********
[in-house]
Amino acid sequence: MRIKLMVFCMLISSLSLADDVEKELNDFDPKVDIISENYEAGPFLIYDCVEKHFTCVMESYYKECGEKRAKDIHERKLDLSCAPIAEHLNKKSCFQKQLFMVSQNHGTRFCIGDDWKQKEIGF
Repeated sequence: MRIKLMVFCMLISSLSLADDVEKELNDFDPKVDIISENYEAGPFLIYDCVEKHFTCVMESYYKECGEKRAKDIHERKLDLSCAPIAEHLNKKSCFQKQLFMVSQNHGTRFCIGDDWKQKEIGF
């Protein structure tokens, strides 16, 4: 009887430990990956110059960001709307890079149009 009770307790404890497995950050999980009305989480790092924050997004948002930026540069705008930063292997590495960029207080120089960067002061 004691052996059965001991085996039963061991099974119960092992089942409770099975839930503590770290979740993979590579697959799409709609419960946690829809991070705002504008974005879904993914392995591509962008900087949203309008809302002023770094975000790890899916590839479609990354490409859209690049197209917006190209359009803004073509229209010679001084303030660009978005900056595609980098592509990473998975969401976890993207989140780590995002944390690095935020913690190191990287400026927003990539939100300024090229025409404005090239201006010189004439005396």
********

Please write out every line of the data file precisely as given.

[in-house]
Amino acid sequence: MRIKLMVFCMLISSLSLADDVEKELNDFDPKVDIISENYEAGPFLIYDCVEKHFTCVMESYYKECGEKRAKDIHERKLDLSCAPIAEHLNKKSCFQKQLFMVSQNHGTRFCIGDDWKQKEIGF
Repeated sequence: MRIKLMVFCMLISSLSLADDVEKELNDFDPKVDIISENYEAGPFLIYDCVEKHFTCVMESYYKECGEKRAKDIHERKLDLSCAPIAEHLNKKSCFQKQLFMVSQNHGTRFCIGDDWKQKEIGF
């Protein structure tokens, strides 16, 4: 009887430990990956110059960001709307890079149009 009770307790404890497995950050999980009305989480790092924050997004948002930026540069705008930063292997590495960029207080120089960067002061 004691052996059965001991085996039963061991099974119960092992089942409770099975839930503590770290979740993979590579697959799409709609419960946690829809991070705002504008974005879904993914392995591509962008900087949203309008809302002023770094975000790890899916590839479609990354490409859209690049197209917006190209359009803004073509229209010679001084303030660009978005900056595609980098592509990473998975969401976890993207989140780590995002944390690095935020913690190191990287400026927003990539939100300024090229025409404005090239201006010189004439005396």